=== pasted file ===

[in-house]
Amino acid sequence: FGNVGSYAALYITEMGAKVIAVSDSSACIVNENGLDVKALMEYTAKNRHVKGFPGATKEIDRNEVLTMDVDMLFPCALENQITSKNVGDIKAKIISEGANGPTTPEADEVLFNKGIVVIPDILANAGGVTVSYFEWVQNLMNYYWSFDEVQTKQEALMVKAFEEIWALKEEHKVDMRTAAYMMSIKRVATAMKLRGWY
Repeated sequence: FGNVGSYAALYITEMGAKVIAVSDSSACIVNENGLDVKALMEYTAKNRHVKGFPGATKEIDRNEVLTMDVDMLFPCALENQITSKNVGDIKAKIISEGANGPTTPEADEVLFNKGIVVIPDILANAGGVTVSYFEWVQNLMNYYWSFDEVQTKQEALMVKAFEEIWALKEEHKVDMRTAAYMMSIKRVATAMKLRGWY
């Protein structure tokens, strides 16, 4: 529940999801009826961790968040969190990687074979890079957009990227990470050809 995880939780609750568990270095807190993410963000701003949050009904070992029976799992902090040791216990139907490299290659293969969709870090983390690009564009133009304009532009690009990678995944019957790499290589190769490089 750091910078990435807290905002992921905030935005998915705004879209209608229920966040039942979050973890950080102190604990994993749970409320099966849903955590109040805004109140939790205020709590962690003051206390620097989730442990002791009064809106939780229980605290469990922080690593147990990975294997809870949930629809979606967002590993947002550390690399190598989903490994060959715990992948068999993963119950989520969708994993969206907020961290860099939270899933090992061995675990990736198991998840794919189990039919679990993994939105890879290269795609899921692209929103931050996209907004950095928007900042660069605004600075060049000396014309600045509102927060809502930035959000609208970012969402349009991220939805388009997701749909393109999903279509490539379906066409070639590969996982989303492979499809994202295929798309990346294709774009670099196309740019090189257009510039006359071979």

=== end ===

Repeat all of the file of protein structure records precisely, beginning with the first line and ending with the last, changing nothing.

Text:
[in-house]
Amino acid sequence: FGNVGSYAALYITEMGAKVIAVSDSSACIVNENGLDVKALMEYTAKNRHVKGFPGATKEIDRNEVLTMDVDMLFPCALENQITSKNVGDIKAKIISEGANGPTTPEADEVLFNKGIVVIPDILANAGGVTVSYFEWVQNLMNYYWSFDEVQTKQEALMVKAFEEIWALKEEHKVDMRTAAYMMSIKRVATAMKLRGWY
Repeated sequence: FGNVGSYAALYITEMGAKVIAVSDSSACIVNENGLDVKALMEYTAKNRHVKGFPGATKEIDRNEVLTMDVDMLFPCALENQITSKNVGDIKAKIISEGANGPTTPEADEVLFNKGIVVIPDILANAGGVTVSYFEWVQNLMNYYWSFDEVQTKQEALMVKAFEEIWALKEEHKVDMRTAAYMMSIKRVATAMKLRGWY
């Protein structure tokens, strides 16, 4: 529940999801009826961790968040969190990687074979890079957009990227990470050809 995880939780609750568990270095807190993410963000701003949050009904070992029976799992902090040791216990139907490299290659293969969709870090983390690009564009133009304009532009690009990678995944019957790499290589190769490089 750091910078990435807290905002992921905030935005998915705004879209209608229920966040039942979050973890950080102190604990994993749970409320099966849903955590109040805004109140939790205020709590962690003051206390620097989730442990002791009064809106939780229980605290469990922080690593147990990975294997809870949930629809979606967002590993947002550390690399190598989903490994060959715990992948068999993963119950989520969708994993969206907020961290860099939270899933090992061995675990990736198991998840794919189990039919679990993994939105890879290269795609899921692209929103931050996209907004950095928007900042660069605004600075060049000396014309600045509102927060809502930035959000609208970012969402349009991220939805388009997701749909393109999903279509490539379906066409070639590969996982989303492979499809994202295929798309990346294709774009670099196309740019090189257009510039006359071979």